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Is it me or am I the only person who is delighted to see pattern taking centre stage in interior schemes again? For far too long, our walls and floors have been clad in simple natural effect products with nothing more engaging than the odd 3D textured stone here and there. Please don’t get me wrong, natural stone effect or subtle textured products are always an important part of an interior designers armoury, but you can’t deny that nothing can excite a scheme more than a bit of pattern!

So where do you start when considering using pattern in your home or project? Well lets first consider the attributes that are associated with pattern and think about how they can help us to create something special.

 

Pattern is great for adding an immediate style or theme to a space.

A hallway can really set the tone for a home when the floor features patterned tiles. An ageless approach would be to clad the floor in a tile that would have been popular at the time the property was built. Patterned field tiles, borders and corners can create a lot of interest in a relatively small traditional space.

 


 

Alternatively use a more unusual pattern. Possibly a design that is slightly reminiscent of a traditional floor, but that features more contemporary colours and designs. This can add some real personality to a traditional space.

 

 

Use pattern to enhance a theme.

Small delft style, blue and white patterns add a traditional Scandinavian vibe, or a romantic French feel to a room. Whilst geometric, moorish style patterns can inject a Moroccan feel to a space. This approach is great if you have a preferred style you like to embrace as pattern can really anchor a design scheme into a set look or feel.

 


 

Use pattern to draw attention to certain areas of a room or to zone open-plan spaces.

You can use patterned tiles to create rug effects within larger spaces. This acts not only as a great anchor to groups of furniture, but it also can delineate different zones within an open plan home, making the whole space more intimate and interesting whilst still practical and hardwearing.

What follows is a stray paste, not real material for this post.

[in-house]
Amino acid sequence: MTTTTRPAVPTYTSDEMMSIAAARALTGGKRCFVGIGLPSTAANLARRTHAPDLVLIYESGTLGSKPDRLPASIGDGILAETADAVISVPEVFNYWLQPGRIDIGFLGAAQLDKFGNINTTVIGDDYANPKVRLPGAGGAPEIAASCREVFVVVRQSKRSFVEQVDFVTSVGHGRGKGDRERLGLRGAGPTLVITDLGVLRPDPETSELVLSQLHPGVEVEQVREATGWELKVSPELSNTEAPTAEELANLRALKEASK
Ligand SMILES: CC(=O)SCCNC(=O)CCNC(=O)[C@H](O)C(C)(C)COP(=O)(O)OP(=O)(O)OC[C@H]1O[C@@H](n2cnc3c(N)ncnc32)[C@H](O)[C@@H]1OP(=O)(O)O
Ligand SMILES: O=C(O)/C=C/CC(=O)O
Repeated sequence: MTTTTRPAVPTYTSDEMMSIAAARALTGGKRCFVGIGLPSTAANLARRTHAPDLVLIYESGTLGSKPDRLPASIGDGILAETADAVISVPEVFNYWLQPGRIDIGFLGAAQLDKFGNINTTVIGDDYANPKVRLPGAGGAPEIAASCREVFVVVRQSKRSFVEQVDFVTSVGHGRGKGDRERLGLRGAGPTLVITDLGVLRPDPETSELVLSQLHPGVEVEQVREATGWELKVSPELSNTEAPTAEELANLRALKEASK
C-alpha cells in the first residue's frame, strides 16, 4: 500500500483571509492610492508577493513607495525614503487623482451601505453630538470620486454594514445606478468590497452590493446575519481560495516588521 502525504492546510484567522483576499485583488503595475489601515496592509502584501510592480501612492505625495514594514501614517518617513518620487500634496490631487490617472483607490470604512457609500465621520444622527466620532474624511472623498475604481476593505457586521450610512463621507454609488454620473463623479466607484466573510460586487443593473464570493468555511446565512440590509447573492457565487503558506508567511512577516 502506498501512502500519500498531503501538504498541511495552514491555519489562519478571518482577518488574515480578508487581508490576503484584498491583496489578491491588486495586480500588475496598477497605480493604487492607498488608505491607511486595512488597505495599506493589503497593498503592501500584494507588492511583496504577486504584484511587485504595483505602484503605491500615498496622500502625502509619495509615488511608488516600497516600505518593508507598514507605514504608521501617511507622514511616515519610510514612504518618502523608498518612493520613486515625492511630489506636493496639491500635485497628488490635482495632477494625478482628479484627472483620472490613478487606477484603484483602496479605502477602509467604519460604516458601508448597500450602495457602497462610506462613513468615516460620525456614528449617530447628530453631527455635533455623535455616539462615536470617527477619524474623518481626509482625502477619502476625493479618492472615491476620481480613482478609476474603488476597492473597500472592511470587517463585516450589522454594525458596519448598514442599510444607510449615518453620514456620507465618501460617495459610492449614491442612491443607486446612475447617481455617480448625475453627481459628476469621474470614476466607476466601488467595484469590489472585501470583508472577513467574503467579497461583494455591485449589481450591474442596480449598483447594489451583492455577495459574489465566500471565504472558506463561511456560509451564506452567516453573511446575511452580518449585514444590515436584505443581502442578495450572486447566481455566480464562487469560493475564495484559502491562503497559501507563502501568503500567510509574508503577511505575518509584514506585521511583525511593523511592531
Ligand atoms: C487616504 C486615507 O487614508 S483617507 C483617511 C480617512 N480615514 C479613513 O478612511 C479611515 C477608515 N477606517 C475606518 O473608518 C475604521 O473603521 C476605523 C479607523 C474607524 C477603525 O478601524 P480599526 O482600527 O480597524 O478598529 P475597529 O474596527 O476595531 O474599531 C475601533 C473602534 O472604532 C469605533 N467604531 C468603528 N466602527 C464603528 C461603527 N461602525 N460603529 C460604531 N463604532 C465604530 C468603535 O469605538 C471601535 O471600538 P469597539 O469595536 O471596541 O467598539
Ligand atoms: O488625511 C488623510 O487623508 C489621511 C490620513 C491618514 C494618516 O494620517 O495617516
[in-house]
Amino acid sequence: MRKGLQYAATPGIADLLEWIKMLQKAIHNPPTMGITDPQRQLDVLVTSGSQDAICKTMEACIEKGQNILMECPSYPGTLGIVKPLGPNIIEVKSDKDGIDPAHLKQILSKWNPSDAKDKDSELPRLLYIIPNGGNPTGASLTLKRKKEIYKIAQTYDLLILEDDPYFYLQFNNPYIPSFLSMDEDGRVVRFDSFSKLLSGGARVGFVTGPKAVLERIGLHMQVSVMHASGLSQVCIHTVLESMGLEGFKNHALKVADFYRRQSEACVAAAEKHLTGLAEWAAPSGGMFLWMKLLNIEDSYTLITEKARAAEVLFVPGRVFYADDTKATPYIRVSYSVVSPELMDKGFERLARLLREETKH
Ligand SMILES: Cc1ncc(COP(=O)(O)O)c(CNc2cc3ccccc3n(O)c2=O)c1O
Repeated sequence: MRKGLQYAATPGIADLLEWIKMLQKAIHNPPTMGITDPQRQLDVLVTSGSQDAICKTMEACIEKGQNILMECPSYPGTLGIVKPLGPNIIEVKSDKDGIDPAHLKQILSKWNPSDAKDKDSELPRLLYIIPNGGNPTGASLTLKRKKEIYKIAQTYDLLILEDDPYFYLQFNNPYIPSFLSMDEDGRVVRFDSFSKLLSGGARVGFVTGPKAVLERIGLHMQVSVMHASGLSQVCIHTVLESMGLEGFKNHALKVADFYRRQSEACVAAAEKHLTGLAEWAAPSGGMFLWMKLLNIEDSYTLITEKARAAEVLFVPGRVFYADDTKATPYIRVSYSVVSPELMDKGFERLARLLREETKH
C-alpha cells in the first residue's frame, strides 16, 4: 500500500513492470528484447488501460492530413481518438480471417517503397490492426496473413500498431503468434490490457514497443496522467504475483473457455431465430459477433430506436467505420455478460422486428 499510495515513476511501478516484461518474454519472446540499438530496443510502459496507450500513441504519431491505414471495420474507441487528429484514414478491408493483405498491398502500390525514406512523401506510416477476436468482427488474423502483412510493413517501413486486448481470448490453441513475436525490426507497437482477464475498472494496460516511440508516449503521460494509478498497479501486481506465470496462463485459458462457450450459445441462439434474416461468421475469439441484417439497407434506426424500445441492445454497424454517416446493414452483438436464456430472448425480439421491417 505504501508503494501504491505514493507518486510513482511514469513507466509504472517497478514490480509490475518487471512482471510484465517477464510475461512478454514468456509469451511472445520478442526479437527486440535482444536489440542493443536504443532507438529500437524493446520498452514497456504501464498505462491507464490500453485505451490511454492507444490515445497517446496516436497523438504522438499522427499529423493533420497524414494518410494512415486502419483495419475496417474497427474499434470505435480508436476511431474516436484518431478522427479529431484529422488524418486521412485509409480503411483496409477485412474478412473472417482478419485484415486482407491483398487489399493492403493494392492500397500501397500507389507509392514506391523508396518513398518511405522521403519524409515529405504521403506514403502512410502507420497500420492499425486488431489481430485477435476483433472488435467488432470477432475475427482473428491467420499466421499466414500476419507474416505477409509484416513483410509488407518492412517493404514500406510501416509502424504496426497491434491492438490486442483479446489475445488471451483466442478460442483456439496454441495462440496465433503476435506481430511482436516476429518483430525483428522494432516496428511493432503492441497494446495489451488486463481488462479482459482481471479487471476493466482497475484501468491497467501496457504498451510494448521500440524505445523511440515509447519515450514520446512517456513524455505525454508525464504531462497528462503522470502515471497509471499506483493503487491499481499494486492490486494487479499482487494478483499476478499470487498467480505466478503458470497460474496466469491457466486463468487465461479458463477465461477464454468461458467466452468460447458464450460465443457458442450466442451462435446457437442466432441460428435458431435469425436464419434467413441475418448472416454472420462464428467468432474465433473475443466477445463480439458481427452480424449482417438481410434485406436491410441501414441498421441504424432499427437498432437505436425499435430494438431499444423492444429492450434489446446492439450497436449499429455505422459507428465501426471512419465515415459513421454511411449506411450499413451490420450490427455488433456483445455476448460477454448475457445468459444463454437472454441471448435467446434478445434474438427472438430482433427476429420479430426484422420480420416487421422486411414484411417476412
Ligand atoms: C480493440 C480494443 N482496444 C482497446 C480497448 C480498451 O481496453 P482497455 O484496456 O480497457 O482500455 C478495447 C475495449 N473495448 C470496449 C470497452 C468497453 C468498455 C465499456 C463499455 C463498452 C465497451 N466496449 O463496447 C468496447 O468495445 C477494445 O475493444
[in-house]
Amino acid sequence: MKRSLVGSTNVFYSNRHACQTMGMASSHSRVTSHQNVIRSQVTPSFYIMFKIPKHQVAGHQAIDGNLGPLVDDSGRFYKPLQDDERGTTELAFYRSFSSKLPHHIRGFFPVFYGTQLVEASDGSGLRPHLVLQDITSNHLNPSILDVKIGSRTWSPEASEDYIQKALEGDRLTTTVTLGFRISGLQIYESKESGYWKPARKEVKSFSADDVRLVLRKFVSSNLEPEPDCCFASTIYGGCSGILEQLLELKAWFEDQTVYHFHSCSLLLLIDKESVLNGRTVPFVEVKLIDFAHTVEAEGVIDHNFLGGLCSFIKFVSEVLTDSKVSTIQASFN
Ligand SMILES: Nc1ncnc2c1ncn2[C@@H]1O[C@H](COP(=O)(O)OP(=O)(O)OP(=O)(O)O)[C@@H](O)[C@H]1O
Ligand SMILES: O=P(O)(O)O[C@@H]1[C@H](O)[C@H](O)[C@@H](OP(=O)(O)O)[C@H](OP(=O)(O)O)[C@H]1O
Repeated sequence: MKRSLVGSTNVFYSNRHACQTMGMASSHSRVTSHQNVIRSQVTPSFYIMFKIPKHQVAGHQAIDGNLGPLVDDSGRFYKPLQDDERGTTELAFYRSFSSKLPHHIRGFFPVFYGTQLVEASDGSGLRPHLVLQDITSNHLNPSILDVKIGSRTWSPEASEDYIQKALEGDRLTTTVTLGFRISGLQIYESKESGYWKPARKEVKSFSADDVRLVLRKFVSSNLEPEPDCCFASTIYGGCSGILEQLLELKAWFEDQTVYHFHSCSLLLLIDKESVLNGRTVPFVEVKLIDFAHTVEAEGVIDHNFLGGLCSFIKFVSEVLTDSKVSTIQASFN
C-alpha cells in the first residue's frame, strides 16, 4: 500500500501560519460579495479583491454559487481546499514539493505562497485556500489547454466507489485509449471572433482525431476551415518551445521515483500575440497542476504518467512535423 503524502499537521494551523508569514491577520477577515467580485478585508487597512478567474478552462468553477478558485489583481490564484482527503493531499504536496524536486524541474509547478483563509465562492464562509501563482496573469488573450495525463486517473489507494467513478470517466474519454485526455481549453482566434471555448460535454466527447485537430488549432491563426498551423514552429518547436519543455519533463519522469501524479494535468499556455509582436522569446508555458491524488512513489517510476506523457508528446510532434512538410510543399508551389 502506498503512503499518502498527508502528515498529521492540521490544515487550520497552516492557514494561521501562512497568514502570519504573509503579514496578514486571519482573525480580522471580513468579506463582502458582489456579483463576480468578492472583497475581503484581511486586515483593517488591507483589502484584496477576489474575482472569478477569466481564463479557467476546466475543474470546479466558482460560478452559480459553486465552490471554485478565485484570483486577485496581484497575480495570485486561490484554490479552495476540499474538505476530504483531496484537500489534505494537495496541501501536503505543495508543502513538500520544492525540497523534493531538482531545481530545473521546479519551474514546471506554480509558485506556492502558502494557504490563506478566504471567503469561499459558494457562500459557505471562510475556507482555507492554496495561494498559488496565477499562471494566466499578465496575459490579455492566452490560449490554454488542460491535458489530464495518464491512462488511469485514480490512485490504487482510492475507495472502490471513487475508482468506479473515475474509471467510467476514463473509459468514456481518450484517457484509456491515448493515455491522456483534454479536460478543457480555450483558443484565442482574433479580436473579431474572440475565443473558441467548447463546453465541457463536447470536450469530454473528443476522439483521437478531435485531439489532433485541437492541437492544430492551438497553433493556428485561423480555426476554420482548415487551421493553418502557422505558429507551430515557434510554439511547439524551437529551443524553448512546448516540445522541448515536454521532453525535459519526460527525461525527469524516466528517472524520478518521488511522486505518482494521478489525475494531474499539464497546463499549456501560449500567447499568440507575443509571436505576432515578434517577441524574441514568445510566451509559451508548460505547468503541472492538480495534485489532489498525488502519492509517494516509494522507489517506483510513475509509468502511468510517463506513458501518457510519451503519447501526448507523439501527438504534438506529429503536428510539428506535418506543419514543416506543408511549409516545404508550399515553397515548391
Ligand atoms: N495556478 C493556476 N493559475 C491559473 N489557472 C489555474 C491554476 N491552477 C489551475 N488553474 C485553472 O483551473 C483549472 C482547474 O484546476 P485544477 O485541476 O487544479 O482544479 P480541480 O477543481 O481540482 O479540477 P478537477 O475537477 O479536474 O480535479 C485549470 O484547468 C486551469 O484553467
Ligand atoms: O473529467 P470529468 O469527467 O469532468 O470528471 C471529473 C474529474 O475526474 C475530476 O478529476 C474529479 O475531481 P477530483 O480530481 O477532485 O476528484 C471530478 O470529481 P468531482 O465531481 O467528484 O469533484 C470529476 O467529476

Using pattern to attract attention.

You can really draw the eye to an area of a room by cladding it with pattern. Placing patterned tiles on a floor and on a section behind a mirror in a bathroom for example will creatively unite the floor and walls within a room, whilst also focusing attention on the area around the mirror.

 


 

General tips for using pattern in a room.

Not all pattern types work well in all spaces. If you want to use pattern in a small hallway, consider the impact a border will have on the space, it will actively draw your eyes in making the space appear a little smaller. If you have an awkward shaped floor, pattern can help disguise nasty angles and nooks and crannies. Choose a pattern that is even in design and colour so it flows across the floor and doesn’t cut it up into a grid, as this will just highlight the nasty shapes or awkward angles within the room.

 


 

If you want pattern but you’re frightened of it, choose a subtle design in a single colour way rather than a full on carnival of colour and pattern. Alternatively keep your floors plain and add a splash of pattern to selected areas of wall. A section behind your cooker, or even a full wall of pattern behind a breakfast bar area can look wonderful and let’s be fair, if you tire of it in a few years it isn’t that difficult to change!

 

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